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Targeting Book Sales With Amazon Advertising

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PUBLISHED MARCH/APRIL 2020

by Ian Lamont, Founder, i30 Media–


Ian Lamont Headshot

Ian Lamont

You can target competing or similar titles on Amazon using its advertising service, which allows you to select keywords you can’t in metadata.

Article Synopsis:

  • Amazon’s search engine can only show a limited number of items on the first page of search results, and it’s hard to get there.
  • Sponsored Product ads are the default choice for most publishers using Amazon Advertising.
  • You can target by keyword or product, but know that other authors and publishers can do the same.

Listen to Ian Lamont discuss Amazon advertising with IBPA’s Peter Goodman on the “Insdie Independent Publishing (with IBPA)” podcast: Part One and Part Two.


Imagine you are just about to publish a new romance novel. Wouldn’t it be great to have it appear on Amazon next to books by bestselling authors Beverly Jenkins or Jojo Moyes? Or, if you are a nonfiction writer whose specialty is World War II military battles, how might sales get a boost if you could get the attention of readers who also search Amazon for Stephen Ambrose’s Band of Brothers?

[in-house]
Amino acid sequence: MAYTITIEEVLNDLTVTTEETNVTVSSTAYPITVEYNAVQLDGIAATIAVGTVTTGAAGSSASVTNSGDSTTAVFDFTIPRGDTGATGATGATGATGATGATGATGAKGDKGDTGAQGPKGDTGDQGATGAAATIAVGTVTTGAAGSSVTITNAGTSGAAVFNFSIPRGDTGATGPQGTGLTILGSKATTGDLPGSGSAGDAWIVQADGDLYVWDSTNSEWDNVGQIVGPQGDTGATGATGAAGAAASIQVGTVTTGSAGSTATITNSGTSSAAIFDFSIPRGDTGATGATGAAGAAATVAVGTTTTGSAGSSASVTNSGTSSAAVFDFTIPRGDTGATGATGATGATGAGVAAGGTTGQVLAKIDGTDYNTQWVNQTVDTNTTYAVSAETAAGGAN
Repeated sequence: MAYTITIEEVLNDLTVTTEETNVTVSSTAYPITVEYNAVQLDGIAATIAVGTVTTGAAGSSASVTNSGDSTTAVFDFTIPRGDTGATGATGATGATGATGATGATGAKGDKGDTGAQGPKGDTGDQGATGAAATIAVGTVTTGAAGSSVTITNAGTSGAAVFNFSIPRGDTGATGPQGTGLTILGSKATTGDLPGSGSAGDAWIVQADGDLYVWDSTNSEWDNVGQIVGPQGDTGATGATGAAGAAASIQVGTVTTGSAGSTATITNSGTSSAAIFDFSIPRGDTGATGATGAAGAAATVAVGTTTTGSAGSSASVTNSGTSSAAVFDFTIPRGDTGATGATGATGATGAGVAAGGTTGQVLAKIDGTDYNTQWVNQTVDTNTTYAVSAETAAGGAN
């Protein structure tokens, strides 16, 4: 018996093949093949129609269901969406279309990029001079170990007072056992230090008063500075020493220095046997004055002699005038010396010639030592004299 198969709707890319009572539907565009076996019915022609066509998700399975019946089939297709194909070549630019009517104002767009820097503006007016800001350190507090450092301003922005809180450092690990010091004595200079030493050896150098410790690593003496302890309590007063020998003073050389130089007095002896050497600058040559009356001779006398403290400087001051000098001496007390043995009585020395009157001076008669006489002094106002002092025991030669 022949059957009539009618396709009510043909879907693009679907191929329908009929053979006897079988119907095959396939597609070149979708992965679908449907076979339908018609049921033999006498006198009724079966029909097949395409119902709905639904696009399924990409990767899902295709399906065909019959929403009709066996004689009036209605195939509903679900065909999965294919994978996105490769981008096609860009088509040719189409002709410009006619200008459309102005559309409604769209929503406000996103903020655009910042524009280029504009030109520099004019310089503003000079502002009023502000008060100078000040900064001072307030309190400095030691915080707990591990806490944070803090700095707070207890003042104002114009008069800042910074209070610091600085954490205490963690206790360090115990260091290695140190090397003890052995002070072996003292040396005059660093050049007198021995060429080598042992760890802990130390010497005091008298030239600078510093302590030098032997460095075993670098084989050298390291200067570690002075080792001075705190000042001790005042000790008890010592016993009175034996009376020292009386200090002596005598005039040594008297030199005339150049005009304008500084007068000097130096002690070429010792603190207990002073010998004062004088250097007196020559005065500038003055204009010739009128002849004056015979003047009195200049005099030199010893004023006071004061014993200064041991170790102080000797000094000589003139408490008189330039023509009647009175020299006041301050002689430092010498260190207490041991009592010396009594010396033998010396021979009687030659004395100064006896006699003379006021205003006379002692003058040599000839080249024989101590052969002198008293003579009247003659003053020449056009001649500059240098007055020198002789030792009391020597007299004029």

Either scenario would be fabulous for you and helpful for potential readers looking for books that match their interests. Unfortunately, Amazon doesn’t make it easy for publishers to associate books with popular titles by other authors. Its rules for book metadata are quite strict, prohibiting the names of other authors or their books in metadata keywords.

However, this rule can be circumvented utilizing Amazon’s own advertising service. It’s a legitimate way to associate your books with bestsellers, backlist classics, and competing or related titles.


Why Publishers Are Turning to Amazon Advertising

Amazon Advertising (formerly known as Amazon Marketing Services) is a self-serve advertising platform. Authors and publishers can access it through various Amazon programs, including Kindle Direct Publishing (KDP), Amazon Advantage, and Amazon Seller Central. Publishers set daily budgets for campaigns and declare maximum bids for every time someone clicks or taps on an ad. It offers publishers of any size a way to get their books in front of eyeballs browsing Amazon.com or the Amazon mobile app.

I have used Amazon Advertising since 2016. My company, i30 Media, publishes a series of how-to guides under the IN 30 MINUTES® brand. We target readers who want a quick and easy way to understand computer software, genealogy, personal finance, and other mildly complex topics. Recent titles include Social Security In 30 Minutes by Emily Pogue and the second edition of Microsoft Word In 30 Minutes by author Angela Rose.